There was a COTA 2010 piece as well, but I don’t know where it is. I did one more of these in 2012, where I made two glaring errors that actually caused me to lose sleep. That was at a time when I was fighting a losing battle to continue to teach, and it was getting increasingly hard to keep all the balls in the air. I detest the victim mentality, as they say, but just because you are paranoid doesn’t mean they aren’t out to get you. I retired in 2012, and wound up giving up free-lance work for several years thereafter as well.
In fact, I did very little writing after getting my doctorate in effective writing instruction. Academia kind of sucks sometimes haha.
There was also a much earlier interview I did with Bob where he talked about growing up about a mile from Texarkana, his life in the service, and his earlier jazz days in New York. In that piece he explained the origins of School House Rock, born when an ABC producer he knew complained that his daughter was failing math because she didn’t know her times tables, but could remember every word from various commercials that aired during kid’s TV.
To think you can bump into Bob on any given morning at the WalMart in Eastburg, where he occasionally goes to buy bananas and people watch. What a country!
For decades, corporations have been lusting to host the Festival of the Arts, or “the Jazz Festival,” as aficionados know it. And for that long, organizers of the annual event have resisted the siren call of greenbacks to keep the Festival a local, all-volunteer event. Fittingly, the Festival this year honors Bob Dorough, a “local” boy despite his international fame.
“Bob epitomizes the spirit of the Festival. Without him it would be a small day,” said Denny Carrig, one of the owners of the Deerhead Inn, the place where the Festival was conceived by founders Rick Chamberlin and Phil Woods, both world-class musicians, and the late Eddie Joubert, a well-loved tavern owner and community organizer.
“I first heard Bob at the Back Door in Stroudsburg,” recalls Carrig, naming a now-defunct club just off of Main Street. “I always thought that Bob had the capacity as a great showman and entertainer. Whether the audience was five or 95, he would have them eating out of his hand in no time.”
Dorough is perhaps best known as the inventor of Schoolhouse Rock, penning well-known tunes like “Zero is my Hero” and “Conjunction Junction,” a man who made his music appealing to a generation of fans who grew up listening to his distinctive southwestern drawl.
“I think we wouldn’t have nearly as much accessibility to the kids (without Bob), especially because he introduced this jazz culture to a younger generation. He helped create this little Mecca of Jazz in the Poconos,” Lauren Chamberlin said. Chamberlin, daughter of co-founder Rick Chamberlin, is one of the “children of the jazz” that continue the work started by her father.
Tim Helman, who started as a face-painter at the Festival in the early eighties and is now a member of the COTA Board, recalled how he was drawn into the circle of jazz.
“You know, everybody like me watched TV on Saturday morning as a young kid, and I thought (Dorough’s songs) were the coolest thing ever. Then one day he came to Stroudsburg Middle School, and I was blown away. It was like, ‘Wow! This guy lives in the area?’ Naturally I was a rock and roller then, but that opened me up to jazz. I had no idea he was such a jazz icon at the time. I really became a jazz fan after my first festival. I was wondering, “Why isn’t everyone here?’”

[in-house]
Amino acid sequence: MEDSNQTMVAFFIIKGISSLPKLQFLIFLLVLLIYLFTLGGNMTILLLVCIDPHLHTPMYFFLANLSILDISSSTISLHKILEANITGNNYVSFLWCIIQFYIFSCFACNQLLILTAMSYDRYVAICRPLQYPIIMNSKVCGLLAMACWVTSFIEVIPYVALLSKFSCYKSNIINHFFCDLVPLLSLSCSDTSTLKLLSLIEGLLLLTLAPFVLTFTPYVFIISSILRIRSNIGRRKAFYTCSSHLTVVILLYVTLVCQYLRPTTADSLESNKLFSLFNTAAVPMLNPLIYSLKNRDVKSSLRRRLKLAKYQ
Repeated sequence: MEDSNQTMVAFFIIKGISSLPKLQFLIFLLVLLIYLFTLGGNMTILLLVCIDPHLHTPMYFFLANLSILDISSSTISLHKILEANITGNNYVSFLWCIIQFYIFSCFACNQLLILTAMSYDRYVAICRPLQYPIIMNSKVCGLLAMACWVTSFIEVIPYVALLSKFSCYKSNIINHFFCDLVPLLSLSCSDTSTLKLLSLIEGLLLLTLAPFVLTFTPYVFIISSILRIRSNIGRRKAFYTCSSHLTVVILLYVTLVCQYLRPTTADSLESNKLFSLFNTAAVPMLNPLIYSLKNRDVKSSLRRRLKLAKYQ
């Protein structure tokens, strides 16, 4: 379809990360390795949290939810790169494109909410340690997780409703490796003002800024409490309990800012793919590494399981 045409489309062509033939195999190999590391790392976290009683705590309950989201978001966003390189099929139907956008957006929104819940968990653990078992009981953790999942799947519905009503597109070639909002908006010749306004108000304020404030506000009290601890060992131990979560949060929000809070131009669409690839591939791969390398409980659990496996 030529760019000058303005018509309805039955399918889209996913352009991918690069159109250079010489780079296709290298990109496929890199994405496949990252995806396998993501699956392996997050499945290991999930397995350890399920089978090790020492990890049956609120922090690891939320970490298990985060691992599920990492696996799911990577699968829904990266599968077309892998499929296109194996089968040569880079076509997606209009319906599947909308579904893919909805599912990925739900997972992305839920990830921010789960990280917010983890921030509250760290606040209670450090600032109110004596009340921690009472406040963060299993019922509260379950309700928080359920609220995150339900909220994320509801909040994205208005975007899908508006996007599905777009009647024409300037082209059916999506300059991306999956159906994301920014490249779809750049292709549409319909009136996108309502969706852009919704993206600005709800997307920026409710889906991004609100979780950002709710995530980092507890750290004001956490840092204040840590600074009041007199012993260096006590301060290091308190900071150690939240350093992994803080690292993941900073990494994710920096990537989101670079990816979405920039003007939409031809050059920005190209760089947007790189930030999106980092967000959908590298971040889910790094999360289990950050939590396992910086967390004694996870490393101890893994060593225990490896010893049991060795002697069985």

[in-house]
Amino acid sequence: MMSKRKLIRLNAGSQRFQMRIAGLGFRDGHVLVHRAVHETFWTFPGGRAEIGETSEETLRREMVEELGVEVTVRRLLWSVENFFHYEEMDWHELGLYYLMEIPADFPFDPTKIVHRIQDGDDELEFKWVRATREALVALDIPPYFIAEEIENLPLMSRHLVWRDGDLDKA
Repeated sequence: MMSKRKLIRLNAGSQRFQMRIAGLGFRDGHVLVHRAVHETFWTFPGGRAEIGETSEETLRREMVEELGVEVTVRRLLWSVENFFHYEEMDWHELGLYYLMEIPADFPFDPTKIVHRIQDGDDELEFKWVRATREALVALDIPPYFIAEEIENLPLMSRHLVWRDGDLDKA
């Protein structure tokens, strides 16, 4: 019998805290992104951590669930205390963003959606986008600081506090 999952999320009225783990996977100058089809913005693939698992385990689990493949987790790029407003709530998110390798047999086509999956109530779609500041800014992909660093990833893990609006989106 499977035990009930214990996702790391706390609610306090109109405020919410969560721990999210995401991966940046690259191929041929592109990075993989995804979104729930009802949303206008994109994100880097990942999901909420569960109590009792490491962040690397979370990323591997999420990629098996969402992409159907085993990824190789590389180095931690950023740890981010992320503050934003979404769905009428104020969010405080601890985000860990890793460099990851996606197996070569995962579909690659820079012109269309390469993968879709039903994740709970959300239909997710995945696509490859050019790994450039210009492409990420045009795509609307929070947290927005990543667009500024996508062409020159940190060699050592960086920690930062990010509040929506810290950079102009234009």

Helman said that the COTA Cats are proof the mentoring model works. Area students get a chance to work with the masters and then perform at the Festival, and alumni of the COTA cats have gone on to fame as band leaders and recording and performing stars.
“It just amazes me how all of the musicians team up and pull together to mentor the young students. The COTA Cats is one of the biggest mentoring programs in the world, and the festival does Camp Jazz, which we help fund and keep going,” Helman said. He added that the decision to remain local poses its own challenges, but recent gifts from the Hughes Foundation and others have helped tremendously in filling coffers that were lean as a result of two rainy seasons in a row.
NEA Jazz Master and Emmy-winner Phil Woods is perhaps Dorough’s biggest fan. Woods has just recently returned from Oslo, Norway, where he and Dorough performed, and said it would be a mistake to stop at the Schoolhouse door as far as Dorough is concerned.
“My point is that he is a prime influence, not just in the Poconos, but world-class. He played with Miles Davis, backed up Sugar Ray when he became a singer. Jazz would not be anything like it is without him. I can’t keep up with him. He’s on the road more than I am. We worked on a song book with 100 songs that hopefully we’ll sell at the Festival, and everyone will be playing one of his songs,” Woods said.
Woods, who joked that he was “80 years old, with the body of a 79-year-old” considers himself “just a kid” next to Dorough, his senior by five years. One of his pet projects is to get Dorough inducted as an NEA Jazz Master, something which fans can make a reality.
“Come on, man! About time I say! And please – everyone go to the NEA web site and nominate this guy for a Jazz Master’s award.”
Dorough was borne in Arkansas and raised in West Texas, played clarinet in two Army bands, finished college and then moved to New York. He lived there and played the old Mount Airy Resort until 1966, when he moved to Mt. Bethel. When asked when asked about being honored at this year’s Festival, his response was typically low key.
“I’m very humbled about it all. There’s so much great talent here and so many (musicians) that are way above me, like Phil Woods and Dave Liebman, and all the young musicians that know so much music. I had to dig it out the hard way,” Dorough said.